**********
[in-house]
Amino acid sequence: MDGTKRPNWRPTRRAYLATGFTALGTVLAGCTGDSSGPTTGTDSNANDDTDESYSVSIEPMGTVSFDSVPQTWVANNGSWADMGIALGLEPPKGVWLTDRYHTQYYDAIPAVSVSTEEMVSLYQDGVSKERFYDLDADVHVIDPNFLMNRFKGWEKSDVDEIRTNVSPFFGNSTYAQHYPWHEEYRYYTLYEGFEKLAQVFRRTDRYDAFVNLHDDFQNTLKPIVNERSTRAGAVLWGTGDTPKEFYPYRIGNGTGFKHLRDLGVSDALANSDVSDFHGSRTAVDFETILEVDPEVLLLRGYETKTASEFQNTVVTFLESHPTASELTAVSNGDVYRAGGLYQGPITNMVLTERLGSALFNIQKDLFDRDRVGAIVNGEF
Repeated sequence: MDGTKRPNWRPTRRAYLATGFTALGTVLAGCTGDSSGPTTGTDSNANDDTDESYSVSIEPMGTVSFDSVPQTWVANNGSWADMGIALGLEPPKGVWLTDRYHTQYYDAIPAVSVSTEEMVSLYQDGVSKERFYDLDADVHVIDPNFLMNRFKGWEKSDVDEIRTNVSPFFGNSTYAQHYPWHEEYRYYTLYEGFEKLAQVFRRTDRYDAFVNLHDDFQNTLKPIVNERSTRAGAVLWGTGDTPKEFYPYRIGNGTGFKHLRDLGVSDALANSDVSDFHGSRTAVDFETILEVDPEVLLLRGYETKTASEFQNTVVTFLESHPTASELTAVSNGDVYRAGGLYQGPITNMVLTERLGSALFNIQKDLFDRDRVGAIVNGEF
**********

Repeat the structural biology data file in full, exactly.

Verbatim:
[in-house]
Amino acid sequence: MDGTKRPNWRPTRRAYLATGFTALGTVLAGCTGDSSGPTTGTDSNANDDTDESYSVSIEPMGTVSFDSVPQTWVANNGSWADMGIALGLEPPKGVWLTDRYHTQYYDAIPAVSVSTEEMVSLYQDGVSKERFYDLDADVHVIDPNFLMNRFKGWEKSDVDEIRTNVSPFFGNSTYAQHYPWHEEYRYYTLYEGFEKLAQVFRRTDRYDAFVNLHDDFQNTLKPIVNERSTRAGAVLWGTGDTPKEFYPYRIGNGTGFKHLRDLGVSDALANSDVSDFHGSRTAVDFETILEVDPEVLLLRGYETKTASEFQNTVVTFLESHPTASELTAVSNGDVYRAGGLYQGPITNMVLTERLGSALFNIQKDLFDRDRVGAIVNGEF
Repeated sequence: MDGTKRPNWRPTRRAYLATGFTALGTVLAGCTGDSSGPTTGTDSNANDDTDESYSVSIEPMGTVSFDSVPQTWVANNGSWADMGIALGLEPPKGVWLTDRYHTQYYDAIPAVSVSTEEMVSLYQDGVSKERFYDLDADVHVIDPNFLMNRFKGWEKSDVDEIRTNVSPFFGNSTYAQHYPWHEEYRYYTLYEGFEKLAQVFRRTDRYDAFVNLHDDFQNTLKPIVNERSTRAGAVLWGTGDTPKEFYPYRIGNGTGFKHLRDLGVSDALANSDVSDFHGSRTAVDFETILEVDPEVLLLRGYETKTASEFQNTVVTFLESHPTASELTAVSNGDVYRAGGLYQGPITNMVLTERLGSALFNIQKDLFDRDRVGAIVNGEF